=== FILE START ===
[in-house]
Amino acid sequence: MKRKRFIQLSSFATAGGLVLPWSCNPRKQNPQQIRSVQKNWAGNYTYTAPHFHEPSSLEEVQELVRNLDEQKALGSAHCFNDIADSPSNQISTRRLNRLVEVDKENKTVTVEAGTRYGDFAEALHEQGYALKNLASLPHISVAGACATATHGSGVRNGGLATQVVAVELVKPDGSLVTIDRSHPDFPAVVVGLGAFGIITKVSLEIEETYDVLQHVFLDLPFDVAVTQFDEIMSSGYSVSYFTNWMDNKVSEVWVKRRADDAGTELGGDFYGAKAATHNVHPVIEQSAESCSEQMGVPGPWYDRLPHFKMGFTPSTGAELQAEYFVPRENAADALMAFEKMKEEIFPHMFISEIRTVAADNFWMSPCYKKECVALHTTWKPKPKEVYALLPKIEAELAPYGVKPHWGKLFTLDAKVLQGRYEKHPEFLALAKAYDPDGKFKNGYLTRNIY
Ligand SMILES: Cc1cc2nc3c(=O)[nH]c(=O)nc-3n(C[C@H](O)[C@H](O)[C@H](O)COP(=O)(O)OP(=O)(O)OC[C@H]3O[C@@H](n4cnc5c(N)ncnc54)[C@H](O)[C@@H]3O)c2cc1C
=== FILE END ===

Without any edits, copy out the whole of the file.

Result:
[in-house]
Amino acid sequence: MKRKRFIQLSSFATAGGLVLPWSCNPRKQNPQQIRSVQKNWAGNYTYTAPHFHEPSSLEEVQELVRNLDEQKALGSAHCFNDIADSPSNQISTRRLNRLVEVDKENKTVTVEAGTRYGDFAEALHEQGYALKNLASLPHISVAGACATATHGSGVRNGGLATQVVAVELVKPDGSLVTIDRSHPDFPAVVVGLGAFGIITKVSLEIEETYDVLQHVFLDLPFDVAVTQFDEIMSSGYSVSYFTNWMDNKVSEVWVKRRADDAGTELGGDFYGAKAATHNVHPVIEQSAESCSEQMGVPGPWYDRLPHFKMGFTPSTGAELQAEYFVPRENAADALMAFEKMKEEIFPHMFISEIRTVAADNFWMSPCYKKECVALHTTWKPKPKEVYALLPKIEAELAPYGVKPHWGKLFTLDAKVLQGRYEKHPEFLALAKAYDPDGKFKNGYLTRNIY
Ligand SMILES: Cc1cc2nc3c(=O)[nH]c(=O)nc-3n(C[C@H](O)[C@H](O)[C@H](O)COP(=O)(O)OP(=O)(O)OC[C@H]3O[C@@H](n4cnc5c(N)ncnc54)[C@H](O)[C@@H]3O)c2cc1C